17. Popular Education in Solidarity Economy

    Science.gov (United States)

    de Melo Neto, José Francisco; da Costa, Francisco Xavier Pereira

    2015-01-01

    This article seeks to show the relation between popular education and solidarity economy in experiences of solidarity economy enterprises in Brazil. It is based on diverse experiences which have occurred in various sectors of this economy, highlighting those experiences which took place in João Pessoa with the creation of a Cooperative of Workers…

  18. Social Economy and Responsibility

    Directory of Open Access Journals (Sweden)

    Eva Abramuszkinová Pavlíková

    2012-01-01

    Full Text Available Given the importance of entrepreneurial activities as an engine of economic growth and poverty alleviation, the issue of business development and entrepreneurial activities, has received increasing attention from a number of interested parties worldwide and also in the Czech Republic. The focus of this paper is on a social economy, a social responsibility and social enterprises. The development of the social economy framework will be introduced in the European context and specifically in the Czech Republic. A case study of a Czech social entrepreneur will be introduced based on qualitative research, namely the biographical narrative method.Social enterprises can support activities of various target groups, such as economic activities of mentally and physically handicapped people, which often operate in economically and socially marginalized situations, including stereotyped images. They give them a chance to become active members of society. In this way they can help to reduce the poverty on a local level. The aim of this paper is to introduce a social entrepreneurship as important part of social economy development in the Czech Republic.

  19. Estimating road transport fuel consumption in Ecuador

    International Nuclear Information System (INIS)

    Sierra, Jaime Cevallos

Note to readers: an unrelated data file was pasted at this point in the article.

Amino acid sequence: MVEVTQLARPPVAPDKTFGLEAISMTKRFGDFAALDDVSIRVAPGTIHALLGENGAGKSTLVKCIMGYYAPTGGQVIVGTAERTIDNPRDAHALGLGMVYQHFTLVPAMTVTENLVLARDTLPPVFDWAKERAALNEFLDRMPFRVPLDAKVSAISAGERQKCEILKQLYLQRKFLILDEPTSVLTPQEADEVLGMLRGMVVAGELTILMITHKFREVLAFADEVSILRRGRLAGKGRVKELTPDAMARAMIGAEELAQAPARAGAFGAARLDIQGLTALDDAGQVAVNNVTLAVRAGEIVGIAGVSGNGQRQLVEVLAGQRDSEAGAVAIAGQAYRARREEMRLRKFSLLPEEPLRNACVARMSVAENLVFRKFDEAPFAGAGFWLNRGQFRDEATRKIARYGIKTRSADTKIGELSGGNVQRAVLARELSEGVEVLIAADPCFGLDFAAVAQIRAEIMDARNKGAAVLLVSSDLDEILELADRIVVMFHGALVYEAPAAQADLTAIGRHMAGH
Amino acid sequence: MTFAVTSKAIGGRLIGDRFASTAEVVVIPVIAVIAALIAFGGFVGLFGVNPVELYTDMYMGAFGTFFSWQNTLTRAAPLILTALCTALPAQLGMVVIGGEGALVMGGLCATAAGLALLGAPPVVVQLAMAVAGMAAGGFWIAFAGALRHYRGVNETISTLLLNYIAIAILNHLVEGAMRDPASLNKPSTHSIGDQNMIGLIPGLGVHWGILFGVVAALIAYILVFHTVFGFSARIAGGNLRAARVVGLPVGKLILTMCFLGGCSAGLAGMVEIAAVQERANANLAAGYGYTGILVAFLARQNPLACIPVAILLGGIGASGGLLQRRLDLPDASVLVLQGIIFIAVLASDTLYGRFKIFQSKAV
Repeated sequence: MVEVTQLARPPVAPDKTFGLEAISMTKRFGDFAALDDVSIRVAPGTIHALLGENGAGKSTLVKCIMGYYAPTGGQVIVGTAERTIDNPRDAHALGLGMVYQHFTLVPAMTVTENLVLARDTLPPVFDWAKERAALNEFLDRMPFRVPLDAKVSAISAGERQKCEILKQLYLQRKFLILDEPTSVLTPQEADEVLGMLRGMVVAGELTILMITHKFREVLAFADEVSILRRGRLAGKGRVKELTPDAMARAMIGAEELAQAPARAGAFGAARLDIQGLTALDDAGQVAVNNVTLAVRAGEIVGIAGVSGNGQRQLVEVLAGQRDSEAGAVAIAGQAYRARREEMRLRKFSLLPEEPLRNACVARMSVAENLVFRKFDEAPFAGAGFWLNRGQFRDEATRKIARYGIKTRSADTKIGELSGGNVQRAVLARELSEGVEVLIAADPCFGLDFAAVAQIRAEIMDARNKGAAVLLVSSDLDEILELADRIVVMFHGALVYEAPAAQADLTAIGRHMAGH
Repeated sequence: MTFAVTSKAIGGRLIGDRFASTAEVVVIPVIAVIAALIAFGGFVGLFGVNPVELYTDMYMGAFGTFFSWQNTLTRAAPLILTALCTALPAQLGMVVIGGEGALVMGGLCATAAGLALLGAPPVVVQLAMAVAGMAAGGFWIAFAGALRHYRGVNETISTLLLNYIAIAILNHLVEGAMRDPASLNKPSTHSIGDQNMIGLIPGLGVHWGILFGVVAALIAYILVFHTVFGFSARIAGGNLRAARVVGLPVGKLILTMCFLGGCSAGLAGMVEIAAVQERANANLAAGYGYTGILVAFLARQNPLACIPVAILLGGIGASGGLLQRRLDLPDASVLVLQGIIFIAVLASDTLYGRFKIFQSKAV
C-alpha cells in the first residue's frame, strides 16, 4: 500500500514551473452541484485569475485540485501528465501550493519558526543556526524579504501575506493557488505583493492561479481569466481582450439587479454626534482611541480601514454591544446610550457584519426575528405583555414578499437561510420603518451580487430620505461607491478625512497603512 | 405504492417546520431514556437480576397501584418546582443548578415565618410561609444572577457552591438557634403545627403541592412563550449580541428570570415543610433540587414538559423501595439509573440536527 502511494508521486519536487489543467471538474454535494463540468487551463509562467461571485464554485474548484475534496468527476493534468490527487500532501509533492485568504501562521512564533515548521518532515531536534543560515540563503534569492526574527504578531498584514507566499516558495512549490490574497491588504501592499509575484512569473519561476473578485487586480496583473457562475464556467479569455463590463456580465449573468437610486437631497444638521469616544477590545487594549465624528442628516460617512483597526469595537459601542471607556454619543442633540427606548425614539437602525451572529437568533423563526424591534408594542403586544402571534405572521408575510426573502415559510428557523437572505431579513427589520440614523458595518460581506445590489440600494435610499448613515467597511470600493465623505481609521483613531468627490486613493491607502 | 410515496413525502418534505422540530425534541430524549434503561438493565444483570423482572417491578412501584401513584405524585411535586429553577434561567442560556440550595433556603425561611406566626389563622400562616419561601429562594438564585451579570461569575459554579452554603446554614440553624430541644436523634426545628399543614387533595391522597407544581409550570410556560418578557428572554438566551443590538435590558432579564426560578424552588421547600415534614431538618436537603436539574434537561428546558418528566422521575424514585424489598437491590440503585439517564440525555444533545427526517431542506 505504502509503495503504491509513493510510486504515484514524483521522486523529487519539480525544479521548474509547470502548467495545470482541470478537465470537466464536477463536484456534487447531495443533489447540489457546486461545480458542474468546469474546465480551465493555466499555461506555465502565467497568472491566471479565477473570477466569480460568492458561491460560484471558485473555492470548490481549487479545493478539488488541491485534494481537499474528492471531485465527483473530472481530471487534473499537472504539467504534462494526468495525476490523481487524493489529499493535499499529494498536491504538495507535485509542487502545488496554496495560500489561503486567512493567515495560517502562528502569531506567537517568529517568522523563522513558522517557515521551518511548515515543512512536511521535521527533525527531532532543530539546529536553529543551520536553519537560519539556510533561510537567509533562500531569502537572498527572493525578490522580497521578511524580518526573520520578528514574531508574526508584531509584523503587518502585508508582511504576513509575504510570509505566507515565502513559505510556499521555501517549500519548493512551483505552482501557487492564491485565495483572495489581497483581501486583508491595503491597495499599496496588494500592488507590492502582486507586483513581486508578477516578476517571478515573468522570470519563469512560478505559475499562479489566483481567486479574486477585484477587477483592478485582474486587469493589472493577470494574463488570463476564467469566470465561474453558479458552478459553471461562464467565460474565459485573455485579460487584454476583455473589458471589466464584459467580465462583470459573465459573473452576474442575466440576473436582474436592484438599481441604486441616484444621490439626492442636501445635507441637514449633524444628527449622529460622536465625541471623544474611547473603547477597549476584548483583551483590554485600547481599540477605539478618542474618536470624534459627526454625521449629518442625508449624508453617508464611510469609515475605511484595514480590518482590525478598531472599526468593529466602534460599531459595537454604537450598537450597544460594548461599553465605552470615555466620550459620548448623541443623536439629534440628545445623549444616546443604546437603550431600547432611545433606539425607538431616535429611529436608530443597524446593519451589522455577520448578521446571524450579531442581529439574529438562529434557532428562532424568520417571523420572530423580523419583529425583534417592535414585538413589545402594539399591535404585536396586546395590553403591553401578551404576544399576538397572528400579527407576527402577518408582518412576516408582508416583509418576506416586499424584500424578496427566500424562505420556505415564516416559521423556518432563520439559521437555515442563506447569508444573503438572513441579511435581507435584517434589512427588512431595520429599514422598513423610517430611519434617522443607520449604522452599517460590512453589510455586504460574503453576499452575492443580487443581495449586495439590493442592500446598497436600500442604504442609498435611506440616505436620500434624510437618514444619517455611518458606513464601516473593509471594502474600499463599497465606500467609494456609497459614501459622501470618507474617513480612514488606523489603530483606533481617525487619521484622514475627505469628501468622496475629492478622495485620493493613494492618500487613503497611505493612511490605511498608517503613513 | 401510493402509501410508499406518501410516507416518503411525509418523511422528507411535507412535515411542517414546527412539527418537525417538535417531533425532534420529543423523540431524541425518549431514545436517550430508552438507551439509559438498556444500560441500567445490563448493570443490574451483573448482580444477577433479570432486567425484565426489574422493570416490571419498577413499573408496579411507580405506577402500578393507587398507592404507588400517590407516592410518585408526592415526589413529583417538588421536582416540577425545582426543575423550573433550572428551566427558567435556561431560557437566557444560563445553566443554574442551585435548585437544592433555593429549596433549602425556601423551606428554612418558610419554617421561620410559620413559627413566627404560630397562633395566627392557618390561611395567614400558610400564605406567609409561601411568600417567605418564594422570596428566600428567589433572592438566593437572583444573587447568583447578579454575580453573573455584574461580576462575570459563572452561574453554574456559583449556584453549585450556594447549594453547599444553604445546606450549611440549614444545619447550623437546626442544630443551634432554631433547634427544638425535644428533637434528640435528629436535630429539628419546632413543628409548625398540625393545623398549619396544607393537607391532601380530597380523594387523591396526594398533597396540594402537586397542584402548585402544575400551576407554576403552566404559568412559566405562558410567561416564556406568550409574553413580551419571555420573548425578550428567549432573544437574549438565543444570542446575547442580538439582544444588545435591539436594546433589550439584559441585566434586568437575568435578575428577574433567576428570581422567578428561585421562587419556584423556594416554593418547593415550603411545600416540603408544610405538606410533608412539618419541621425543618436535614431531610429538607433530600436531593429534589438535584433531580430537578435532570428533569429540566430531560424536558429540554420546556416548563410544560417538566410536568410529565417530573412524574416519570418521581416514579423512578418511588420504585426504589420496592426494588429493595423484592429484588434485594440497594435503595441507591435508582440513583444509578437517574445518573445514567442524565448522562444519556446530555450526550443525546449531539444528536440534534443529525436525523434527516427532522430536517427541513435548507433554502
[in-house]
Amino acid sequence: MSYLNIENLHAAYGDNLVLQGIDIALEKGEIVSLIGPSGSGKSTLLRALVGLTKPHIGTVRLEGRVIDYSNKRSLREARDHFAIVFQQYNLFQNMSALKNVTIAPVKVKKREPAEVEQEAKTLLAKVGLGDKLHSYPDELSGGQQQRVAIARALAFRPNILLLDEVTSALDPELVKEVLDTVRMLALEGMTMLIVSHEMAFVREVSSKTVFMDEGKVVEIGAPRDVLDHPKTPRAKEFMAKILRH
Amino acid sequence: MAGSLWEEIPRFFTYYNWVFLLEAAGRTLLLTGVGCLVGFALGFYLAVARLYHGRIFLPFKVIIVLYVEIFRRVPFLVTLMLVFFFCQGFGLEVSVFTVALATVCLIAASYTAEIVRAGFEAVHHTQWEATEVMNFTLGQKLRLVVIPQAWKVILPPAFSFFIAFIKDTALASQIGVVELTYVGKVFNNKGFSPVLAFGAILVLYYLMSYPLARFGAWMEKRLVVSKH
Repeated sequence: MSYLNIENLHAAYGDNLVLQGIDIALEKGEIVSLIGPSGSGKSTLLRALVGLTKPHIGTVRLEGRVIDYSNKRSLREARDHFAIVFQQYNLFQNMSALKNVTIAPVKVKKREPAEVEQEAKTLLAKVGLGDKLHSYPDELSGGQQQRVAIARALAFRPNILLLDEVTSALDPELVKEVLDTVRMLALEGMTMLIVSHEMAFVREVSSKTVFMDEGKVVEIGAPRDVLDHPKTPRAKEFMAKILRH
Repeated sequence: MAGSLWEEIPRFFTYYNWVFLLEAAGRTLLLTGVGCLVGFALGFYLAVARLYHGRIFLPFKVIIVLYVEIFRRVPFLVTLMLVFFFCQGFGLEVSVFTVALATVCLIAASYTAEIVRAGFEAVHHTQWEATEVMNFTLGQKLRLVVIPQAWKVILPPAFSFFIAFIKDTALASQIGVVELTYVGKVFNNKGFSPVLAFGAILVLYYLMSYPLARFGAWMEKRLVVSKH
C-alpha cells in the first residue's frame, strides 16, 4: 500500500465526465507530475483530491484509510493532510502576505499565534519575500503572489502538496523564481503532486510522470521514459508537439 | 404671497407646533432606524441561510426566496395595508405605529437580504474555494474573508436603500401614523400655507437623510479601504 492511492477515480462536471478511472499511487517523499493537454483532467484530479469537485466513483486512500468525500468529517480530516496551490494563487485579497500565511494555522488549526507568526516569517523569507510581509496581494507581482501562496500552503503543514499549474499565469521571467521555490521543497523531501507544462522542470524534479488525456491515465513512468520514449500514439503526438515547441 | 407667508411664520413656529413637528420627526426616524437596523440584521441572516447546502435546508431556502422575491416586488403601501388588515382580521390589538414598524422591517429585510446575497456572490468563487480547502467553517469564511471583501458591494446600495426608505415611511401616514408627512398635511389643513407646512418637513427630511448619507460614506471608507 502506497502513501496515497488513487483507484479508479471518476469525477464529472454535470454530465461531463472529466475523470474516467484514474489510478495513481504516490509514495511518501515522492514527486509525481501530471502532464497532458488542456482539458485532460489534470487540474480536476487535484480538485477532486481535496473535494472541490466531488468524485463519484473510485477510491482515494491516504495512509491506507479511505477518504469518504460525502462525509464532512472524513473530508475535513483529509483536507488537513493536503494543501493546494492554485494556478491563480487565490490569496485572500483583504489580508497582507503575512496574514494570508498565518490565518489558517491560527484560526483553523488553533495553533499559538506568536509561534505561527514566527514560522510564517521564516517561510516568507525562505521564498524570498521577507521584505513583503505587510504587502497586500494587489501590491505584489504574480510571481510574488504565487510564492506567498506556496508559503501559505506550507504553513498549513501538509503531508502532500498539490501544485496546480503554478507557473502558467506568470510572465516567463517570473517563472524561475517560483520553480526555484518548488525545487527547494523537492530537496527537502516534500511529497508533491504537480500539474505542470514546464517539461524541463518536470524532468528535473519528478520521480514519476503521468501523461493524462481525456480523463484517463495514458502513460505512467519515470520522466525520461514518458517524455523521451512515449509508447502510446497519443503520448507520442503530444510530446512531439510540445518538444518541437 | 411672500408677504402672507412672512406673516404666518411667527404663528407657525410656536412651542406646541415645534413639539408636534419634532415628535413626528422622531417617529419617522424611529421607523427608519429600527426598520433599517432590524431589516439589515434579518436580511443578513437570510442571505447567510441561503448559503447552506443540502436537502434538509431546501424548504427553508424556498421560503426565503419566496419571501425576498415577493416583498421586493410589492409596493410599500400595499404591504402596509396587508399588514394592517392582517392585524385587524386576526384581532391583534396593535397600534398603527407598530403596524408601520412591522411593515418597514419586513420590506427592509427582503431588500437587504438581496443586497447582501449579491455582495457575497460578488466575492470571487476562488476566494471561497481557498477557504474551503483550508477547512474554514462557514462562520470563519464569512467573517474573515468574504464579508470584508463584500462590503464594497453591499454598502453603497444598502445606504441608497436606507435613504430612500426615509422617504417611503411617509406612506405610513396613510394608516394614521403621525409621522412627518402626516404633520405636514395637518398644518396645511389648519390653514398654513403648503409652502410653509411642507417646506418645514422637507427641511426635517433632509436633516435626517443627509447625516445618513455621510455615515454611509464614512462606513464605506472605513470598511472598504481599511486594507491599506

2016-01-01

    Road transport is one of the sectors with highest energy consumptions in the planet, with large dependence of fossil fuels, and contribution for global greenhouse gas emissions. Although, Latin America is not a high-energy consumer, its share in global consumption is expected to grow, especially in the transportation sector. This make essential for developing countries the adoption of better policies to identify the vehicle groups with largest fuel demands. The present study describes the VKT technique to disaggregate road transport energy consumption by vehicle type, applied to the road transportation system of Ecuador. It also describes the procedures performed to estimate the variables required to run the model, and some of the practical applications that be used to create public policies. Results show as the biggest fuel consumers the heavy-duty freight cargo, followed by light duty vehicles. The estimation of greenhouse gas emissions evidence that road transport released 14.3 million tons of CO_2 in 2012. When fuel consumption is compared by it costs, it can be confirmed that Ecuadorean Government covered, through subsidies, for 68% of the annual fuel costs of national road transport, demonstrating the importance of restructuring these expenditures in order to achieve an efficient road transport system. - Highlights: •The vehicle-kilometers traveled has been estimated from local info. •The fuel economy has been calculated from national and international data. •The groups with higher fuel consumption has been located. •The fuel-type dependency has been estimated for each vehicle group. •Greenhouse gas emission, and fuel costs, has been estimated for local road transport.